The Indiana Court of Appeals granted a homeowner’s request for rehearing, but reaffirmed that he is not entitled to summary judgment over the installation of a pool in an allegedly incorrect location.
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Indiana AG sues 3 companies in alleged tax-sale scheme

February 3, 2016
 Associated Press
Indiana is suing three out-of-state companies for allegedly orchestrating a scheme that bilked dozens of state residents out of millions of dollars after their homes were sold in tax sales.
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Court affirms in part lien priority ruling

January 19, 2016
Jennifer Nelson
A trial court correctly concluded that a living trust, which held a purchase-money mortgage over a property in question, had first priority in enforcing a lien against the property, the Court of Appeals ruled Tuesday.
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Appeals court hears injured worker's bid for lost earnings

January 7, 2016
 Associated Press
An attorney for a Mexican man who's seeking lost future earnings for a workplace back injury told the Indiana Court of Appeals on Wednesday that his client should be allowed to pursue those wages at U.S. pay rates instead of rates in his home country.
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Marion County residents mount court challenge to stop project

December 22, 2015
Scott Olson, IBJ Staff
Three Ransom Place residents in Indianapolis are challenging the city’s approval of a large residential project planned for the neighborhood and are asking a Marion County judge to stop the $10 million development.
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Complex legal efforts part of groundwork for 2 new bridges across Ohio River

December 16, 2015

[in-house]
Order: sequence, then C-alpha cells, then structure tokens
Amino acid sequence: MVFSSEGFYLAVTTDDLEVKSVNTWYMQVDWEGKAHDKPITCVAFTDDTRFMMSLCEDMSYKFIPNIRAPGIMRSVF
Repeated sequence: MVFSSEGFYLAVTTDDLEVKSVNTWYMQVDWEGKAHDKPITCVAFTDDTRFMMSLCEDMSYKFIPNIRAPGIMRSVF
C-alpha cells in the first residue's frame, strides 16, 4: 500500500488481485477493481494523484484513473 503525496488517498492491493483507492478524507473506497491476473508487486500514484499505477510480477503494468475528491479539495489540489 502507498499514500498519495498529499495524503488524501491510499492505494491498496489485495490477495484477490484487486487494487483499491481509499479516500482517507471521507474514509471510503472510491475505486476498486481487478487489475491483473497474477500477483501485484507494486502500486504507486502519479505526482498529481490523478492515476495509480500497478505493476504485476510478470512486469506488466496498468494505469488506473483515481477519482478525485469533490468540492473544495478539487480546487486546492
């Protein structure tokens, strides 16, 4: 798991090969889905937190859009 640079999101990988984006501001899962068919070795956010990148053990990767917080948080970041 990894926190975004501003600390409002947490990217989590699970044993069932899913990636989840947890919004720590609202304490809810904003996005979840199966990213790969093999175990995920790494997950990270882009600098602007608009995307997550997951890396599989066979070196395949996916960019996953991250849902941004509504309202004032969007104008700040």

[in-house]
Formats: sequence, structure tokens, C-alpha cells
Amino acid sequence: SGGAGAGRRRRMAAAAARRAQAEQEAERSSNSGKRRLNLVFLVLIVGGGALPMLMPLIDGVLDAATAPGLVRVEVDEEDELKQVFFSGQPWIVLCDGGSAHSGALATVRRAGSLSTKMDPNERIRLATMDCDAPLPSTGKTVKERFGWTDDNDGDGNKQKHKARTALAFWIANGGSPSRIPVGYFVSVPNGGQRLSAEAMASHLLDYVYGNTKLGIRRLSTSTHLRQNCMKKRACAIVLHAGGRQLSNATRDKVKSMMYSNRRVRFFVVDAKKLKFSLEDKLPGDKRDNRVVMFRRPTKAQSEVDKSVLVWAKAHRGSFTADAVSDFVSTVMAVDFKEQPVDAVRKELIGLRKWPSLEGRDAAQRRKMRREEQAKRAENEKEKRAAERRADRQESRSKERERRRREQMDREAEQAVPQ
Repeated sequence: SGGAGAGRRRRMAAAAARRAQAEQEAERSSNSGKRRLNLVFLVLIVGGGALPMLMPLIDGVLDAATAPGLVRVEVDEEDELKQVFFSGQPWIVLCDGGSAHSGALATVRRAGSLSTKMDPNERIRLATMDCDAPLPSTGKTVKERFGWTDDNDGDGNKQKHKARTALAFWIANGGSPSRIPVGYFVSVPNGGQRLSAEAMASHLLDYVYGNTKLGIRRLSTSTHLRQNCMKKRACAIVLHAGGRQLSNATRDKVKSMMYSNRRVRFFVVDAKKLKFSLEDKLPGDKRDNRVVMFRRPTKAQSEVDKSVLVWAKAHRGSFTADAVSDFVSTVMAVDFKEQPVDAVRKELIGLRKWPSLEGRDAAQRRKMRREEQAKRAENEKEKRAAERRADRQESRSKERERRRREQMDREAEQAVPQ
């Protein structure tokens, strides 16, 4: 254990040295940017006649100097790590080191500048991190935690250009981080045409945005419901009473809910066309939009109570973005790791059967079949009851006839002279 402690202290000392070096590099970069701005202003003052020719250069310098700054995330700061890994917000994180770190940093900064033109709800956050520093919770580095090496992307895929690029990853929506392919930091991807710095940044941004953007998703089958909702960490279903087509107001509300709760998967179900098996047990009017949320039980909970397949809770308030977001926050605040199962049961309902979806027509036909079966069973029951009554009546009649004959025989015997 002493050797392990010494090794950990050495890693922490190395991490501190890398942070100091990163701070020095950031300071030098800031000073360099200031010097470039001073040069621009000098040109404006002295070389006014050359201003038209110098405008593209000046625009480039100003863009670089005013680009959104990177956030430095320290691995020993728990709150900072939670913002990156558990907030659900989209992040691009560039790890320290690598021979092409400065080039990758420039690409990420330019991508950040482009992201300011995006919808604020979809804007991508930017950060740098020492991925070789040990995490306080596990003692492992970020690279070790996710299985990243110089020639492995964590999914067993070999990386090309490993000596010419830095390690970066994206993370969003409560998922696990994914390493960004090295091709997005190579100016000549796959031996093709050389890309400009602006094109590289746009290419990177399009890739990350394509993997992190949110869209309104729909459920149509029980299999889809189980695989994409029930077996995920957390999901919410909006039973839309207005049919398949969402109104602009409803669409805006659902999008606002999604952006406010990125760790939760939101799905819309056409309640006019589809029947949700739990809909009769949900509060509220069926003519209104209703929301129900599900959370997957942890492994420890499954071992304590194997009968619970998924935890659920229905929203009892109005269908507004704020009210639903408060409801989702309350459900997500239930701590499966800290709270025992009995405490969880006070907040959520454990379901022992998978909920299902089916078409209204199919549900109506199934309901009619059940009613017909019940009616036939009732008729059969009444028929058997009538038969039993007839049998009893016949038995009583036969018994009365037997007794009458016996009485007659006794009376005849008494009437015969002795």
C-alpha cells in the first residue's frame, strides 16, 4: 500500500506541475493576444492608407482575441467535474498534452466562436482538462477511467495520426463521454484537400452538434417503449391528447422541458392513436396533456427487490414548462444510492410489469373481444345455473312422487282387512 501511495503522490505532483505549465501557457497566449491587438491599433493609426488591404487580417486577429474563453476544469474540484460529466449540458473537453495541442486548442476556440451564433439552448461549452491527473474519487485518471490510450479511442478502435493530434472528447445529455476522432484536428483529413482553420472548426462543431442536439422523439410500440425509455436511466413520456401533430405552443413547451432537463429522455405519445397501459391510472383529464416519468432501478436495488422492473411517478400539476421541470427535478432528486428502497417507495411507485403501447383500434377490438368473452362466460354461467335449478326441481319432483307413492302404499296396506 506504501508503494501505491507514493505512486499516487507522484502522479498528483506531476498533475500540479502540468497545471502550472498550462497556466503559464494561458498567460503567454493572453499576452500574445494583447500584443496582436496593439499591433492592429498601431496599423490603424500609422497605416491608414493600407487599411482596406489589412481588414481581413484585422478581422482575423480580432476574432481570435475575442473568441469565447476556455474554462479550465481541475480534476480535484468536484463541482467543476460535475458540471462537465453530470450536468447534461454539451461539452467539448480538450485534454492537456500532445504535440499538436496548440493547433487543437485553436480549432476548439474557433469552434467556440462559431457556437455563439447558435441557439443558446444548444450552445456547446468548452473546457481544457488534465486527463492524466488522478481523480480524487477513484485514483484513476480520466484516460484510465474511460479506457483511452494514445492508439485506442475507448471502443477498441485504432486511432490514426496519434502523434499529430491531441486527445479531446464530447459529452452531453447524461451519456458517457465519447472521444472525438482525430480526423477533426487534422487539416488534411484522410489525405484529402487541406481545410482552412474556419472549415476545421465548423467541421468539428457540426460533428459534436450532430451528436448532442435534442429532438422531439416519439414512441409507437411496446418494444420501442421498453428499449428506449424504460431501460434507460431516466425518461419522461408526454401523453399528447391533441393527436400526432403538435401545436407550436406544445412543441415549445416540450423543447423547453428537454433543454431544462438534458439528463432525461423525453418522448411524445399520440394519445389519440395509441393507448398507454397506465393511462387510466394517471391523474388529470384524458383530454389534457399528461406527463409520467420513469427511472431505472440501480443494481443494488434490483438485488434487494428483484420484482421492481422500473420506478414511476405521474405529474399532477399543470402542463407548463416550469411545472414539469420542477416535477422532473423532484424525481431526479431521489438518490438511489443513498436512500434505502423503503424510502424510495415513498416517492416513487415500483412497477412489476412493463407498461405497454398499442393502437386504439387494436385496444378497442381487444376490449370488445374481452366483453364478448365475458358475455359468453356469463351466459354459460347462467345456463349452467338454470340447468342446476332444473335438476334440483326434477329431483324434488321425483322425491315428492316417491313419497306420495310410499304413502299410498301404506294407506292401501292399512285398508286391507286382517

Marilyn Odendahl
Hoosier attorneys and their Kentucky colleagues had to find ways to write agreements to bring four state highway and financing agencies together to cooperate across state lines in a manner that complied with their own statutes.
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More proceedings necessary in mortgage foreclosure action

December 11, 2015
Jennifer Nelson
Because there are genuine issues of material fact as to the fair market value of a property at the time of sale and the true amount of indebtedness on a promissory note, a trial court erred in granting summary judgment in favor a bank on its foreclosure action, the Indiana Court of Appeals ruled Friday.
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Indianapolis real-estate developer pleads guilty to fraud

December 9, 2015
 Associated Press
An Indianapolis real-estate developer has pleaded guilty to theft and fraud charges involving $340,000.
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Johnson gets 5-year sentence in Indy Land Bank case

December 7, 2015
IBJ Staff
David Johnson, who was found guilty of wire fraud and money laundering as part of the Indy Land Bank scandal, was sentenced to more than five years in federal prison Friday by U.S. District Judge William T. Lawrence.
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COA: property conveyed with a restrictive covenant